GET TO KNOW VICTORIA...
My name is Victoria Nwachukwu. I am a graduate student in the Department of Physiology, University of Manitoba. I graduated as a medical doctor from the College of Medicine, University of Nigeria; and prior to starting my program at the U of M, I taught medical physiology in the University of Nigeria.
My current research is directed towards understanding why and how electrical stimulation of the spinal cord in people with spinal cord injury brings improvement in locomotion as well as functioning of organs that support movement like the heart. I am particularly excited about my project because it will be a first step in bridging the gap in knowing how electrical stimulation used to improve walking after injury also has benefits of improving organ function. It will also give insights into improving this technology in the care of people with spinal cord injury to better their quality of life.
Q & A
Q: What is it like to be a woman in bioscience?
A: I would say challenging, but at the same time exciting because I understand the relevance of the work I am doing, and the potential it holds to better the lives of millions of people.
Q: Who or what inspired you to become a medical doctor and graduate student?
A: I always knew that I would end up doing science one way or another. It is a dream that I had nurtured from childhood. Our family doctor might have played a role in my decision to go into medicine. He was very kind and I loved the way he took care of us whenever we fell sick. As a child, I thought it was "magical" to suddenly feel well a few days after visiting the hospital. I also remember always choosing to role-play the doctor during kids' activities. Then, in high school, I loved biology as a subject and was never bored studying how the human body works in health and disease. Many years down the line and the feeling remains the same.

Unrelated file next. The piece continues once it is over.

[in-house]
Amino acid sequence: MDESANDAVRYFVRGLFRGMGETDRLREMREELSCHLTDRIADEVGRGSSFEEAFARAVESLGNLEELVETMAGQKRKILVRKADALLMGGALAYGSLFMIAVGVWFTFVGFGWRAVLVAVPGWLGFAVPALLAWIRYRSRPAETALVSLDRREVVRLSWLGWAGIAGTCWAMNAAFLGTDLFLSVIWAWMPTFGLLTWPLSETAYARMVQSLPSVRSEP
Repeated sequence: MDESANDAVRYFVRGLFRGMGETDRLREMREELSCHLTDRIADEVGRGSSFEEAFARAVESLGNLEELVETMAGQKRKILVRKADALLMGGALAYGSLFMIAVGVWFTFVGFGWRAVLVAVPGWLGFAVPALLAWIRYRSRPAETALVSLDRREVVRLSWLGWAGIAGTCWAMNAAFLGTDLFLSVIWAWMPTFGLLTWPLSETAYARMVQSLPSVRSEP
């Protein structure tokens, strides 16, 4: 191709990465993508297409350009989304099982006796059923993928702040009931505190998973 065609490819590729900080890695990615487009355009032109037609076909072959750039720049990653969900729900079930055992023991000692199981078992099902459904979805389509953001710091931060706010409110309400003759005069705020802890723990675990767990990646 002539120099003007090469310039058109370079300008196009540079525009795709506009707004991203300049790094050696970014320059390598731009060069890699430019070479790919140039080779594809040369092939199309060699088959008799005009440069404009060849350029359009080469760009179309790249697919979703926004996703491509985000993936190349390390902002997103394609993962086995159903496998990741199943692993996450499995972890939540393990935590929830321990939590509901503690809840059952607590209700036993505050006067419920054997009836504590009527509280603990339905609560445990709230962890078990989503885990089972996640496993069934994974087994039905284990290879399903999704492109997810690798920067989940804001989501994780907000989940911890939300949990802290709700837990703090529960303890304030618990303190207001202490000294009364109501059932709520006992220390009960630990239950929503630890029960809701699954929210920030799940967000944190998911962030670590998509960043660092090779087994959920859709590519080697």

Q: Who are your women role models and not necessarily in science?
A: My biggest role model is my mom. She is a Professor of Education. In terms of building a career, she taught me how to be determined, resilient, focused and hard working. I want to believe I am everything she trained me to be. I admire that she was able to get to the peak of her career in record time and also raise a beautiful family with my dad.
I also admire Dr. Kristine Cowley. She is the present Director of the Spinal Cord Research Center at the University of Manitoba and she is my supervisor. She is one of the most resilient persons I have ever met. Kris is a great scientist, a leader; very knowledgeable and of course, witty. I am feel privileged to be her student and I really look up to her.
Q: Do you think there are particular structural roadblocks that impede the progress of women in science?
A: I am not sure how to answer this question. I feel that women can be whatever they want to be; and can attain whatever height they wish to attain in science. However, it is worth mentioning that women still face some level of gender discrimination in certain workplaces in many countries, and that might impede the rate of progress in their career paths.
Q: Would you say that through your career, things have become better for women working in the bioscience industry?
A: I think it would be safer for me to say that things will become better for women working in the industry through my career. My personal experiences and my determination to make a difference stimulated me to venture into academics and biomedical research. I may be relatively young in field of biomedical research, but I am confident that I will make a positive impact through my career in the future.
Q: How did you reach your level of success, given the sector’s gender gap, especially among leadership?
A: Well, I am still work-in-progress; I am not yet where I want to be but I am not quitting. I have some mind-blowing success stories too. In terms of leadership, the times I was chosen to lead a group or serve people, I believe I was selected because I was found a great fit for the position. There is no doubt that there is gender gap especially in leadership. However, personally, I channel my energy towards building myself, gaining experience and developing skills that will make me stand out among the crowd when the need arises.
Q: What are the biggest obstacles you had to overcome?
A: I experienced a setback one time in my clinical career, but that did not stop me from setting new goals and moving on to achieve them.
Q: If you had the option to give advice to a younger version of yourself, what would that be?
A: Never doubt yourself even when it feels like all the odds are stacked against you.
“Nothing in life is to be feared, it is only to be understood. Now is the time to understand more, so that we may fear less.”
LinkedIn: @Victoria Nwachukwu